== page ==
WSU Diversity Officer: Morgan Scalley Needs To Stand Up, Address Racism When He Sees It
SALT LAKE CITY, Utah – Now that Utah football defensive coordinator Morgan Scalley has been reinstated, he will be working to repair damaged relationships with players, fans, staff and future recruits.
Scalley was suspended in June after the University found out that Scalley sent a text that included a racial slur in 2013. After being reinstated, Scalley has to engage with leadership of the University’s Equity, Diversity and Inclusion team.
He also received a pay cut and his recently agreed upon contract extension in December 2019 has been reduced to a one-year deal worth $525,000. Finally, Scalley and Utah Athletics Director Mark Harlan agreed to make Scalley the “head coach in waiting” in December 2019 but that offer has been rescinded.
Address Racism When He Sees It
Weber State University Chief Diversity Officer Adrienne Andrews joined the Nightside Project with Alex Kirry and Ethan Millard to discuss the steps for Scalley to repair his relationships but also to be a key player in addressing these issues at the University and the community.
“It sounds like coach Scalley has agreed to participate in ongoing education around diversity, equity and inclusion and to actually be a key player in addressing those issues at the institution and in the community and that is a fundamentally different step than engaging in hostile racist or oppressive behavior,” Andrews stated. “The curve he is facing is rebuilding trust with folks who have never seen that side of him or did not see him in that light. Now, he has to work to demonstrate that he is being a better man. We are going to have to see him stand up and address racism when he sees it. Instead of being a bystander.”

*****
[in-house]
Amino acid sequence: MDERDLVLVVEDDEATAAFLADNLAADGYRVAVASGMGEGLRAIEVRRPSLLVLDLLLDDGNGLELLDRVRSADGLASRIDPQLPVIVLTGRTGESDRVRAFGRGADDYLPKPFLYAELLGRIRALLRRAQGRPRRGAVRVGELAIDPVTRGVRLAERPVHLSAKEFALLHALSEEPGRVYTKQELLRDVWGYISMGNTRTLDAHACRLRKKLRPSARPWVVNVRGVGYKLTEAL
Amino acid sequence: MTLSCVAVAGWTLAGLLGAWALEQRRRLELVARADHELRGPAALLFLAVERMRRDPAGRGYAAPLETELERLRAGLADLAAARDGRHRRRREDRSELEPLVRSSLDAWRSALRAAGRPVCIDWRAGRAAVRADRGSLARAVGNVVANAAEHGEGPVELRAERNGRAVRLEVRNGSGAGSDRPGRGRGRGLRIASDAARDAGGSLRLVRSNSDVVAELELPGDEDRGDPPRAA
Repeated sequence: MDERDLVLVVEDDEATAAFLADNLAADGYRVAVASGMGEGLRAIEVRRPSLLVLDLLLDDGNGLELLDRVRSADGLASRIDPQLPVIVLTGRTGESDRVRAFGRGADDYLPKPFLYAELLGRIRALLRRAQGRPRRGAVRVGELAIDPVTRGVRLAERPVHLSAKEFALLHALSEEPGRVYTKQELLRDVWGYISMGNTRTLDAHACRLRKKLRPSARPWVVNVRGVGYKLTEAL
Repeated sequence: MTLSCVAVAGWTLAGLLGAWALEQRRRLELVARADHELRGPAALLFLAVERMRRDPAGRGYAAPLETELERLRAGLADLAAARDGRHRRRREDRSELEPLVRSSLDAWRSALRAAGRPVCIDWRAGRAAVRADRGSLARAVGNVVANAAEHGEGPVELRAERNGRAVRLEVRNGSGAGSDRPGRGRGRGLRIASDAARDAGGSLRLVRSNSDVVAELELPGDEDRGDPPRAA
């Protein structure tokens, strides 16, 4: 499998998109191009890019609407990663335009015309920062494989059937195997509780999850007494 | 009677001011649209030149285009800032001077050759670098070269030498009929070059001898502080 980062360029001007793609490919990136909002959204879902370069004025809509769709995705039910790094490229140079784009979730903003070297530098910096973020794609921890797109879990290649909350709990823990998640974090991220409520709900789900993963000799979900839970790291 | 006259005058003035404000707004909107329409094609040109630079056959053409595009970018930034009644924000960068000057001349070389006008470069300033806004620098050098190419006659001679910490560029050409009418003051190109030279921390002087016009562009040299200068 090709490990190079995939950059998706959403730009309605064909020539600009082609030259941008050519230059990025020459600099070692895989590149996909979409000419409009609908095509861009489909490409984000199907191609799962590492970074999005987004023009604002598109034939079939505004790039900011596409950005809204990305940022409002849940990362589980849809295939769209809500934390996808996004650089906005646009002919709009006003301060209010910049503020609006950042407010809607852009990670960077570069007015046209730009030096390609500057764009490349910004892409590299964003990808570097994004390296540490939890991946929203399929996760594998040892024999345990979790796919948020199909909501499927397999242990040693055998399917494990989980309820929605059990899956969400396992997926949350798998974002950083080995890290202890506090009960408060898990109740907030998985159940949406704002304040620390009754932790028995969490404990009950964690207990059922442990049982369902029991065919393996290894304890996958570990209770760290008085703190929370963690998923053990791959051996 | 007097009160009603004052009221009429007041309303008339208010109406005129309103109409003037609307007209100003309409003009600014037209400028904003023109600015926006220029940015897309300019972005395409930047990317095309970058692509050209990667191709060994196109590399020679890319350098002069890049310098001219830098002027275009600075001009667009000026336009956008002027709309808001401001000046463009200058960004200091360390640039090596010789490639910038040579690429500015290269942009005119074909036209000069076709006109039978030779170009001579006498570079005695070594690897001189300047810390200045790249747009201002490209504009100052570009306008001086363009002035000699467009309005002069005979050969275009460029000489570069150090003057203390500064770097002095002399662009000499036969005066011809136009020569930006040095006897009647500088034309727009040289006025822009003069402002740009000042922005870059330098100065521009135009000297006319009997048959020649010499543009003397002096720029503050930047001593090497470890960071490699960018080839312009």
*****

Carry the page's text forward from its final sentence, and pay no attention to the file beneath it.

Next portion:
Last week, Utah rescinded the offer to make Morgan Scalley the "head coach in waiting." @TrevorASports & @TomCantHackett gave four candidates that could take over Utah's football program when Kyle Whittingham decides to retire.#GoUtes https://t.co/FqmO9GpWfL
— KSL Sports (@kslsports) July 6, 2020
Andrews mentioned that reconciliation or restorative practice is a significant component for Scalley when beginning to rebuild relationships.
“The concept of reconciliation in many ways is a case-by-case situation,” Andrews said. “But I also think it speaks to what do we mean when we apologize. Do we mean we apologize and we won’t ever do it and be caught in public? Do we mean that we apologize and here are the behaviors that we are going to begin practicing because that is against what we believe in and who we are? Does that mean I own that statement or set of statements that I made and at the time, I wasn’t educated in the way that I am now? I think that reconciliation or restorative practice is such a significant component in whether or not we can try and return and rebuild the relationships. Based on the athletes, the coaching staff and administration, it sounds like everybody was willing to work to rebuild the relationship because there was enough of a foundation there and a commitment to owning what was wrong.”
— KSL Sports (@kslsports) July 4, 2020
You can listen to the full interview with Adrienne Andrews on the Nightside Project, here.
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